# Analytics with the Excel Analysis Toolpack

Posted March 13, 2015 by Walker Rowe in Microsoft Excel

Many people talk about “Big Data” and analytics, yet few understand what it means. The term *analytics* basically refers to the application of math and statistics to data sets, and it is certainly not a new idea. However, certain aspects of it have changed over the past five years because of databases like Hadoop that make it possible to analyze unstructured data (i.e., data that is not organized into the familiar row and column format of a spreadsheet).

Microsoft Excel supports analytics with the Analysis ToolPak. It has been available for several versions of Excel. Here is now to use it with a simple example: a moving average.

The Analysis ToolPak add-in provides these analytic techniques and more:

A **moving average** is used to predict trends. It basically takes a subset of consecutive data points and makes an average out of it. Thus, the average “moves” along a line. That lets the analysis drop outliers or data points that would skew the trend. It also lets you make a seasonable prediction by using just the season (i.e., a subset of the whole year).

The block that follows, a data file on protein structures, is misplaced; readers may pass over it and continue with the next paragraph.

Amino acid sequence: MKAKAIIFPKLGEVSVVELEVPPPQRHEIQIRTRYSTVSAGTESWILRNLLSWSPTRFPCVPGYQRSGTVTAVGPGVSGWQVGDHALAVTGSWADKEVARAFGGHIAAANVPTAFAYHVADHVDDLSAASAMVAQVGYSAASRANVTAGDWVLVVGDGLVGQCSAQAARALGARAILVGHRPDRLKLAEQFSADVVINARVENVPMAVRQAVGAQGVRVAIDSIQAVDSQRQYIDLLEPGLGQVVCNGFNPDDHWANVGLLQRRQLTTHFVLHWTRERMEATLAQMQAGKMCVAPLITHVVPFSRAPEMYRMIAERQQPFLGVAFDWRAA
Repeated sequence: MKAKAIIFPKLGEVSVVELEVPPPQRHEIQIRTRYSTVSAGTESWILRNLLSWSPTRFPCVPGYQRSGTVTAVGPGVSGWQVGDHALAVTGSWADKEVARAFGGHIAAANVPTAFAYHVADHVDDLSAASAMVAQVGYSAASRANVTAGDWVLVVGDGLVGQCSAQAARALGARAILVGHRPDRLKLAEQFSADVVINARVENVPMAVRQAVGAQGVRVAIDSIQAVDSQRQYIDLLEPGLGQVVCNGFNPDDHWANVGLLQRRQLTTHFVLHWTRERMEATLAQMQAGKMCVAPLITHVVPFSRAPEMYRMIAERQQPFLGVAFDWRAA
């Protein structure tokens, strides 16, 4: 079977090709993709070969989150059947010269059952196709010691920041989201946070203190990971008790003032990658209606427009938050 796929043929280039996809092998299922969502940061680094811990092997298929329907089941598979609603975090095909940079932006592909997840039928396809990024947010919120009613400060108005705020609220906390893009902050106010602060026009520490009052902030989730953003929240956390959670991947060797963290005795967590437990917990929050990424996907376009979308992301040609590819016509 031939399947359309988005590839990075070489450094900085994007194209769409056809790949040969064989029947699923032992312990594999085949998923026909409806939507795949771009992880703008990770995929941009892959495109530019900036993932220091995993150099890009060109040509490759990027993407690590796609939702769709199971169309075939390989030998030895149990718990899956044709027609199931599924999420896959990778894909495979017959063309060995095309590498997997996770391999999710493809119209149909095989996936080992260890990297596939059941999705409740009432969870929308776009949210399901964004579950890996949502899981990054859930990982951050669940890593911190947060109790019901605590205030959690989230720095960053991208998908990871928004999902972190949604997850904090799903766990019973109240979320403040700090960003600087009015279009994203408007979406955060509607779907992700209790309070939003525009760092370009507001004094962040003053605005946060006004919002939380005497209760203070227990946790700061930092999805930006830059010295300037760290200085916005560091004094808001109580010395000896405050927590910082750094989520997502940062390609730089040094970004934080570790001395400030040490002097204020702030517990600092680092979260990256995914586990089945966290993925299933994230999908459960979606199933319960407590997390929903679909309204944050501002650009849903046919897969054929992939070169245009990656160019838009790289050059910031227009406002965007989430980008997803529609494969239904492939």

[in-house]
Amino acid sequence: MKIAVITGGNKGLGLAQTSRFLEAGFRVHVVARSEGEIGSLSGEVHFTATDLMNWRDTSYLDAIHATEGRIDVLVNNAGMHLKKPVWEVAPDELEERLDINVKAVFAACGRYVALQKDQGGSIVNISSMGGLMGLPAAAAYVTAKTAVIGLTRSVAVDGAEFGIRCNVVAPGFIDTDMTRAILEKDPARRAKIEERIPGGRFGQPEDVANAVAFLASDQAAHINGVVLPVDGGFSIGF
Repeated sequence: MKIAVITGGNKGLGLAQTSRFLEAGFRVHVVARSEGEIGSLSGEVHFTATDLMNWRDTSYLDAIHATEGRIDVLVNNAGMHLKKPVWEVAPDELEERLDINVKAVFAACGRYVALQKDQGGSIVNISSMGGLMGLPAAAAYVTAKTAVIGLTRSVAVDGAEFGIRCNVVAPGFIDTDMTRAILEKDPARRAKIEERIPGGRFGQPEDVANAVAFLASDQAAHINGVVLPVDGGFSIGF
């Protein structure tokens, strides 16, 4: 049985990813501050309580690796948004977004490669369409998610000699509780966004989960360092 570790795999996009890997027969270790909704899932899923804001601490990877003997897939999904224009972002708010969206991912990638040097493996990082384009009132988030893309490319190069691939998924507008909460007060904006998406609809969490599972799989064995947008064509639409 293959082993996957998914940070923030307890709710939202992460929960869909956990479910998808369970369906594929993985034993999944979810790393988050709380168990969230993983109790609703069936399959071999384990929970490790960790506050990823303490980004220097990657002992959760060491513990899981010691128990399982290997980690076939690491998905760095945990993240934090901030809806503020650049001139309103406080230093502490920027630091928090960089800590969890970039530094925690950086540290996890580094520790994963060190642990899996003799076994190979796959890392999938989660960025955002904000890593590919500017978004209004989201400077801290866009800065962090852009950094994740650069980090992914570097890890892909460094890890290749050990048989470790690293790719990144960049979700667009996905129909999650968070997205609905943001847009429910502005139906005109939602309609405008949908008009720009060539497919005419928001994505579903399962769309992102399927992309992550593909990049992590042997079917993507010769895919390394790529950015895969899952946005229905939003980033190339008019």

A **solver** uses linear programming to find an optimal solution for an array of linear equations subject to some constraint. The most common example use for this is the transportation problem, which figures out how to make deliveries to all your customers yet burn the least about of fuel.

A **correlation** is used to determine whether an output value is related to an input value. You say that two data sets are “perfectly correlated” when their correlation value is 1. For example, if you think that sales = 2 * (number of sales people) and put those numbers into Excel, then you would have perfect correlation if you had (1,2), (2,4), (3,6) or (x,2x).

Here are the steps needed to turn on the Excel Analysis ToolPak add-in and solve a simple moving average problem.

1.First, you have to the enable the add-in by going to **File>Options>Add-Ins** and selecting the **Analysis Toolpak** option. Then click the **Go** button

2.Check the box next to **Analysis ToolPak**. Press **OK**.

3.Now, on the **Data** menu, you have the **Data Analysis** option.

4.To try it out, make a spreadsheet, and put the numbers 1 to 10 in column a like this:

5.Then click the **Data Analysis** button and select **Moving Average**.

7.In the input range, select the range **A1:A10**. In the output range, select the Output Range **B1:B10**. If you leave the interval empty, it will default to 3. That means you have a 3 point moving average, which means take the average over the previous 3 data points to predict the current value.

9.The value in cell B3 is 2, because the formula for a moving average is just like a regular average:

sum of data points / number of data points.

Therefore, in this case, the value is as follows:

(1+2 + 3) / 3 = 2

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